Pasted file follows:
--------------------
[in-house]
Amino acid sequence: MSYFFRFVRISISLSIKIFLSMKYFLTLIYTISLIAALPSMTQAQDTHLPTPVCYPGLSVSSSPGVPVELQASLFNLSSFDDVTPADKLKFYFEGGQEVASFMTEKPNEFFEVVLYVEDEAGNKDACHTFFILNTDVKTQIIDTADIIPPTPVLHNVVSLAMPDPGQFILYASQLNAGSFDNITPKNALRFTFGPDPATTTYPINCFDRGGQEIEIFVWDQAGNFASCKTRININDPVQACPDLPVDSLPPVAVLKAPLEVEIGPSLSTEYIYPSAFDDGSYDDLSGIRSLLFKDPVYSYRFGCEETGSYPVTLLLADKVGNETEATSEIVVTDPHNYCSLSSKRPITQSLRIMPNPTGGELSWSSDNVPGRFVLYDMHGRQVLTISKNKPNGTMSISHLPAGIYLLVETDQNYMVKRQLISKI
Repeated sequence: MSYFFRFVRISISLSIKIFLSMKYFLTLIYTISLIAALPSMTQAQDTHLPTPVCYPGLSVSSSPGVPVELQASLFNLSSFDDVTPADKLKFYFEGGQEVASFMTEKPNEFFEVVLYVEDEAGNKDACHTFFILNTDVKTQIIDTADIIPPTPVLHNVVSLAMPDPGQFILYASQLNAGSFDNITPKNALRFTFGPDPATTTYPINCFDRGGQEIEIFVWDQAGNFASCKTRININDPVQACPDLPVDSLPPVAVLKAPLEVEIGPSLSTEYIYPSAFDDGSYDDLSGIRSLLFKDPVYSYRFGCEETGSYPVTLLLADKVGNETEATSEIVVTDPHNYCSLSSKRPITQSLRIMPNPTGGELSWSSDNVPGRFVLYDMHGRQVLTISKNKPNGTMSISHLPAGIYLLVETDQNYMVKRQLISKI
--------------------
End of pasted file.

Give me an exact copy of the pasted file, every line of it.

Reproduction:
[in-house]
Amino acid sequence: MSYFFRFVRISISLSIKIFLSMKYFLTLIYTISLIAALPSMTQAQDTHLPTPVCYPGLSVSSSPGVPVELQASLFNLSSFDDVTPADKLKFYFEGGQEVASFMTEKPNEFFEVVLYVEDEAGNKDACHTFFILNTDVKTQIIDTADIIPPTPVLHNVVSLAMPDPGQFILYASQLNAGSFDNITPKNALRFTFGPDPATTTYPINCFDRGGQEIEIFVWDQAGNFASCKTRININDPVQACPDLPVDSLPPVAVLKAPLEVEIGPSLSTEYIYPSAFDDGSYDDLSGIRSLLFKDPVYSYRFGCEETGSYPVTLLLADKVGNETEATSEIVVTDPHNYCSLSSKRPITQSLRIMPNPTGGELSWSSDNVPGRFVLYDMHGRQVLTISKNKPNGTMSISHLPAGIYLLVETDQNYMVKRQLISKI
Repeated sequence: MSYFFRFVRISISLSIKIFLSMKYFLTLIYTISLIAALPSMTQAQDTHLPTPVCYPGLSVSSSPGVPVELQASLFNLSSFDDVTPADKLKFYFEGGQEVASFMTEKPNEFFEVVLYVEDEAGNKDACHTFFILNTDVKTQIIDTADIIPPTPVLHNVVSLAMPDPGQFILYASQLNAGSFDNITPKNALRFTFGPDPATTTYPINCFDRGGQEIEIFVWDQAGNFASCKTRININDPVQACPDLPVDSLPPVAVLKAPLEVEIGPSLSTEYIYPSAFDDGSYDDLSGIRSLLFKDPVYSYRFGCEETGSYPVTLLLADKVGNETEATSEIVVTDPHNYCSLSSKRPITQSLRIMPNPTGGELSWSSDNVPGRFVLYDMHGRQVLTISKNKPNGTMSISHLPAGIYLLVETDQNYMVKRQLISKI